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Recruitment and retention of participant and study partner dyads in two multinational Alzheimer's disease registration trials.

  • Author(s): Bernstein, Olivia M
  • Grill, Joshua D
  • Gillen, Daniel L
  • et al.
Abstract

Background

Early study exit is detrimental to statistical power and increases the risk for bias in Alzheimer's disease clinical trials. Previous analyses in early phase academic trials demonstrated associations between rates of trial incompletion and participants' study partner type, with participants enrolling with non-spouse study partners being at greater risk.

Methods

We conducted secondary analyses of two multinational phase III trials of semagacestat, an oral gamma secretase inhibitor, for mild-to-moderate AD dementia. Cox's proportional hazards regression model was used to estimate the relationship between study partner type and the risk of early exit from the trial after adjustment for a priori identified potential confounding factors. Additionally, we used a random forest model to identify top predictors of dropout.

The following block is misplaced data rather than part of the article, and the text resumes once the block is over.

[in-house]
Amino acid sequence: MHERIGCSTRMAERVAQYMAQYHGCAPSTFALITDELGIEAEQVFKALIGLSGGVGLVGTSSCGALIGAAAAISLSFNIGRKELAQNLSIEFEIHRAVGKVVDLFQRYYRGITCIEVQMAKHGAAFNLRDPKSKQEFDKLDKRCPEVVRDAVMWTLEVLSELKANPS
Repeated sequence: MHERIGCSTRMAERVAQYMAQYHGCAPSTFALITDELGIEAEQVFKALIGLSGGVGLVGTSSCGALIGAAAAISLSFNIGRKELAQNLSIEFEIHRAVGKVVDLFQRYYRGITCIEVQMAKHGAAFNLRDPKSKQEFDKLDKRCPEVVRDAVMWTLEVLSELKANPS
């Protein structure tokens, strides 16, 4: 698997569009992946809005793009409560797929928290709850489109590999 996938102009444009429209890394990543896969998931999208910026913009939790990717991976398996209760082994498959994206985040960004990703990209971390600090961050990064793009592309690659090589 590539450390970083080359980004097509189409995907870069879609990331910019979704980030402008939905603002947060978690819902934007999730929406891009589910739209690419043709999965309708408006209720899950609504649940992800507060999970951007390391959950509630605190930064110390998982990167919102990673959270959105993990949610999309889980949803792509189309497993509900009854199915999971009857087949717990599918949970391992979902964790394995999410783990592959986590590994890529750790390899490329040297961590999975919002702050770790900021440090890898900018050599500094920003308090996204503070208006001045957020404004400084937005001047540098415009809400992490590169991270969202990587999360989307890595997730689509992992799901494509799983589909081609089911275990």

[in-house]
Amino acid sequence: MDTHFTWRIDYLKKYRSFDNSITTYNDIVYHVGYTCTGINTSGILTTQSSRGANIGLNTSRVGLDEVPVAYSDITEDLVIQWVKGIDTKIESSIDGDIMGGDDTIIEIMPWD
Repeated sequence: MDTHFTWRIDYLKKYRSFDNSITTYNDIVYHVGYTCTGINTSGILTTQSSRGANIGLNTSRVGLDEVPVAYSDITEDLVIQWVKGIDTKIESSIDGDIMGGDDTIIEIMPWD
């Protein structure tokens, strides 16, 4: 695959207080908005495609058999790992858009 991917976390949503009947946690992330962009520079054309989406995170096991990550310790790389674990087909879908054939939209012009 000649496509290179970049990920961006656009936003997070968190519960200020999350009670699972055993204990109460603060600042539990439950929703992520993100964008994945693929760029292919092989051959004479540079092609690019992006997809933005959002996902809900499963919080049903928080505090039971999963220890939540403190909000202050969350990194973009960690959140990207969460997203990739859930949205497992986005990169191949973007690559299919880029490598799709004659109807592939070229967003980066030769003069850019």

Results

Among participants with spousal, adult child, and other study partners, respectively, 35%, 38%, and 36% dropped out or died prior to protocol-defined study completion, respectively. In unadjusted models, the risk of trial incompletion differed by study partner type (unadjusted p value = 0.027 for test of differences by partner type), but in models adjusting for potential confounding factors, the differences were not statistically significant (p value = 0.928). In exploratory modeling, participant age was identified as the primary characteristic to explain the relationship between study partner type and the risk of failing to complete the trial. Participant age was also the strongest predictor of trial incompletion in the random forest model.

Conclusions

After adjustment for age, no differences in the risk of incompletion were observed when comparing participants with different study partner types in these trials. Differences between our findings and the findings of previous studies may be explained by differences in trial phase, size, geographic regions, or the composition of academic and non-academic sites.

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